Change is hard.
Going from the top of the heap to the very bottom as a freshman in high school is not an easy change; furthermore, sports complicate the life of a freshman. Freshman athletes do all the chores like fetching water and carrying and collecting team gear to pay the dues to the team. Preseason workouts are another huge challenge for freshman. And finally, if freshman make the varsity team the level of competition can be much more intense.
There are many different freshmen jobs. Some of the jobs are similar and some are very different. Across the board, filling water bottles seems to be the most common job for the freshman athletes.
Bringing equipment also is very common. It usually includes getting soccer/volleyball/field hockey balls, getting pinnies, and cleaning up the equipment at the end of practice.
For Hershey field hockey freshman Ashley Arnold, “upperclassman volunteer to help us carry equipment or even drive us over to the field so that we don’t have to carry everything over at once” which helps to make their jobs and tasks move quickly and smoothly.
Hershey girls soccer freshman Sophia Speece had a similar yet different experience with it.
Ashley had students offering rides and help with equipment while Speece said, “They really help me by letting me know what I could do to make the play better. They also help with stuff outside of soccer. If you had a question or just wanted to talk to someone, they answer you and help you out.”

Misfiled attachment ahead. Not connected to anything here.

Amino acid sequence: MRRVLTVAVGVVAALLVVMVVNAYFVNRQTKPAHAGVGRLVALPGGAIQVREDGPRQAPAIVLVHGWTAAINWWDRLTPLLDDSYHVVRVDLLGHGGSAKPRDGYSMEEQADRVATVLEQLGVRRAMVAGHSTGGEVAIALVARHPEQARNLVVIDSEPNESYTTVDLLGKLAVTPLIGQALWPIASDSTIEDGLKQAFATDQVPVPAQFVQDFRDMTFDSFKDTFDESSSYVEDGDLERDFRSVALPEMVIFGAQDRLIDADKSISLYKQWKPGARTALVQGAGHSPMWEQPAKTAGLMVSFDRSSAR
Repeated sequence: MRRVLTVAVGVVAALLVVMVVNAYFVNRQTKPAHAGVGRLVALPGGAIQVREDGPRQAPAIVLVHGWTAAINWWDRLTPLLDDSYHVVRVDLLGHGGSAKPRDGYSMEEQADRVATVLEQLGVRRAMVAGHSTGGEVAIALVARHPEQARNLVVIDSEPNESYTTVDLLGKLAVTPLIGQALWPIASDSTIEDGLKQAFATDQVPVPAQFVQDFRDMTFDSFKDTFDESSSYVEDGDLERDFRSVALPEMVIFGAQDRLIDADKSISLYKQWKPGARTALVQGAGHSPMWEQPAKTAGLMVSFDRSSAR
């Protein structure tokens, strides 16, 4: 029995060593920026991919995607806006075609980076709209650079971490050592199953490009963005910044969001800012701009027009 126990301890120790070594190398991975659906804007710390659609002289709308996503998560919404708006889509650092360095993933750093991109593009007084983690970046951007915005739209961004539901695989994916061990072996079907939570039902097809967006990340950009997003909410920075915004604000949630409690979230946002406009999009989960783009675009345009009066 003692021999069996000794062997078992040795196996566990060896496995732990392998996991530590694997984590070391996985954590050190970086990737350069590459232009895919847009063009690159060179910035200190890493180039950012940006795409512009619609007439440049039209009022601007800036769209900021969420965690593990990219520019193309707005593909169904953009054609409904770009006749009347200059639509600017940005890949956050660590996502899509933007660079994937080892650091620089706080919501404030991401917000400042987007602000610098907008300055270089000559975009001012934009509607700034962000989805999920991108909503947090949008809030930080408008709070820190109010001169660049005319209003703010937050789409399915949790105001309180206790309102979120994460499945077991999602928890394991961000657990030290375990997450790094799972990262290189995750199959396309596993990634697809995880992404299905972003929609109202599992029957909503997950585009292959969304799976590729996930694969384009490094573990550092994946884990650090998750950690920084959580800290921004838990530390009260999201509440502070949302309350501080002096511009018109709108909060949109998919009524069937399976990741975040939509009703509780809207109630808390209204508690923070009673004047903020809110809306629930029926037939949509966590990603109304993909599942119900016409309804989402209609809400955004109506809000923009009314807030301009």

This is one of the main focuses for the girls soccer. They strive to have a family-like atmosphere which is mostly built during preseason.
All fall sports have some type of preseason. Some sports it is a time to get closer to your teammates and learn their playing style, but for most it is a very hard time with difficult practices and conditioning.
“It involved running, working and learning as a team and supporting each other during the hard drills,” said Speece.
Speece had the experience where even if it was hard, the team came together and supported each other, which strengthens the physical, mental, and cooperative parts of the game.
Arnold had a similar experience on the field hockey team with their team bonding.
“We would have a 3 hour practice everyday … and also had team bonding activities or runs on some of those days,” said Arnold.
The preseason may be harder, but school gets harder too. Time management becomes very important to any student athlete.
“I feel that I have good time management for school and sports and study hall is helpful as well,” said Arnold.
Study hall allows the student athlete to complete their day’s homework during the school day.
Overall, the biggest difference for Arnold was the level of competition.
“I am now playing with and against girls that are up to 3 years older than me,” said Arnold.
Since Arnold is a freshman playing varsity it is highly likely she could be playing against seniors. With that age gap, there is usually a difference in the style of the game. The game may become more physical, technical and mental.
Speece thought that the team itself was the biggest difference.
“In high school sports you really bond with your teammates. Everyone has each other’s backs, the team becomes a family, teammates learn different traits and go through problems as one whole team. However, in middle school you are all just friends having a good time,” said Speece.
Although in middle school you have team challenges, in high school you have team problems that are solved together and not by the coach.
There are many changes from high school to middle school. Some academically, some mentally, some in sports. The changes are never consistent. It depends on the sport and the teammates.